Thomas Jefferson Papers

To Thomas Jefferson from Robert Williams, 10 February 1808

Washington M.T. February 10. 1808.


On the 6 Ultimo I wrote to you a few lines enclosing the Copy of a letter I had previously written to Mr Gallatin—a report having been since circulated by a few, relative to the existance of a certain fact which if true might tend to induce a belief that I did not possess correct information on a certain subject treated of in that Communication, induces me to address you at present.

The report alluded to is that a memorial has been sent on to you against me as Governor and signed by a majority of the house of Representatives and two of the Council as a matter of course—should such a thing have been done, the enclosed letters from members of that body will show that fogery must have been employed, or Davis and Snodgrass have been and continue to be guilty of what it is hard to find language sufficient to discribe its turpitude.

It is generally believed here that no considerations are paramount with the leaders of this party, to the application of any means they may suppose best calculated to effect their present undertaking—I should not therefore be surprised if such a thing has gotten on in some way or other—we know Colo Claiborne and A. Green were riding through the Territory importuning members at their own houses to sign such an instrument.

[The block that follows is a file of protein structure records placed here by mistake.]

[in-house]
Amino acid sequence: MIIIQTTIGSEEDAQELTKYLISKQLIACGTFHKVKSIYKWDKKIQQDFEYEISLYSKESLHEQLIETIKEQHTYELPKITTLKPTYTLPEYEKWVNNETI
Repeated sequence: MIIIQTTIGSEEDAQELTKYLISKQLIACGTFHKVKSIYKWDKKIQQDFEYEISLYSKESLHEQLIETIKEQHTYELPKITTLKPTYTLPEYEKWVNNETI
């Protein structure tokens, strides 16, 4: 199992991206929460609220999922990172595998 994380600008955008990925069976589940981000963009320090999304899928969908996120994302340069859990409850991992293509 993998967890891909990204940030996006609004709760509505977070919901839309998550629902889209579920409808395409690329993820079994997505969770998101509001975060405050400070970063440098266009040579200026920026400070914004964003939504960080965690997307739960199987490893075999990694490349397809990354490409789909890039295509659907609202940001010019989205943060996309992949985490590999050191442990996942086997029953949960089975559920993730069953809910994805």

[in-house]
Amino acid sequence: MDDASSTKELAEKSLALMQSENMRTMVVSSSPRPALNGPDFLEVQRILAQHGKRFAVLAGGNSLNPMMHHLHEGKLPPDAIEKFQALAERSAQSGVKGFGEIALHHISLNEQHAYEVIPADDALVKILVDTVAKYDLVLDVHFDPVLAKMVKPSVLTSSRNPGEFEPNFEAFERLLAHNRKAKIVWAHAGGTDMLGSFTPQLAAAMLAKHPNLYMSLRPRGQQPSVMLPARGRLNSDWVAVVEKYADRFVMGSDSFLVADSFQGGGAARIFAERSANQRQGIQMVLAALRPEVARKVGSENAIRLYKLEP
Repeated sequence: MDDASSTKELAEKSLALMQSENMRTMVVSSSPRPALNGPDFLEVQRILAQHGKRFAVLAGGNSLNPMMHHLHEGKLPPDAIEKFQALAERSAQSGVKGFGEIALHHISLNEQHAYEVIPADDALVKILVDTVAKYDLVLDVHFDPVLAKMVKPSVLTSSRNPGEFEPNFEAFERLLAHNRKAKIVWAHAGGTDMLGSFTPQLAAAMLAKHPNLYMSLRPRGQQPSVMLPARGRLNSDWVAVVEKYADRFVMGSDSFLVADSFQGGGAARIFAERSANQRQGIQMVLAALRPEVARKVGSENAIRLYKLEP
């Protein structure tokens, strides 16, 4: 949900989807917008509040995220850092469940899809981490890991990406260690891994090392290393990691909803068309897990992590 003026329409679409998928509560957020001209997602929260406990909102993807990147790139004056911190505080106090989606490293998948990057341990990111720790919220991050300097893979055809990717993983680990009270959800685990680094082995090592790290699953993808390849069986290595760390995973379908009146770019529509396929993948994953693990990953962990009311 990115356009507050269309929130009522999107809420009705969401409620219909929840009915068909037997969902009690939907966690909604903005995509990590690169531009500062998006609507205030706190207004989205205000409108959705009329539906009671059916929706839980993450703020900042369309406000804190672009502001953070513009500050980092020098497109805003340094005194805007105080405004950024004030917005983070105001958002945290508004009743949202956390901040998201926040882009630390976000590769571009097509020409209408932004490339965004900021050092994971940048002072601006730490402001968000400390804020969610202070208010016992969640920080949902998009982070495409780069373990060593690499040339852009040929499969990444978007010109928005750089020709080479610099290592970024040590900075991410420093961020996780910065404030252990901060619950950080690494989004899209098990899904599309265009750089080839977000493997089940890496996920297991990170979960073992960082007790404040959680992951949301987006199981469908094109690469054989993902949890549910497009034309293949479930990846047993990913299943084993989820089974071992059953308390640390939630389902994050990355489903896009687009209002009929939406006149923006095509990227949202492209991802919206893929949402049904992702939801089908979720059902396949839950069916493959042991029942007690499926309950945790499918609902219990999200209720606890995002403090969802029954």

And I should not be surprised if these men, notwithstanding their declarations have been found wanting in firmness and prevailed on to sign, under a promise of secrecy for such were their overtures to others that the thing should be kept a secrit.—Snodgrass and Davis are both weak, dependant characters, not calculated to withstand the personal and united intrigues and importunities of the leaders of this party.

May I be permitted, if any such representation has been forwarded, to ask the favor of a Copy.

The Legislature is now in session—but really it does appear that little or no business will be done by them—Mead and his party lay themselves out to embarrass, although when this objection was made to him whilst canvassing for his election, he made the most solemn declarations to the contrary, but the people now see their suspicions were well founded—I much fear the affairs of the Territory will never go on smoothly, so far as depends on the legislature whilst the present Council is in existance—you recollect how and when they were nominated, towit, by the factious house of Representatives I found in existance when I came into office. You will tharefore not be surprised if the public interest should demand a disolution of the Legislature.

I am respectfully yours

Robert Williams

DLC: Papers of Thomas Jefferson.

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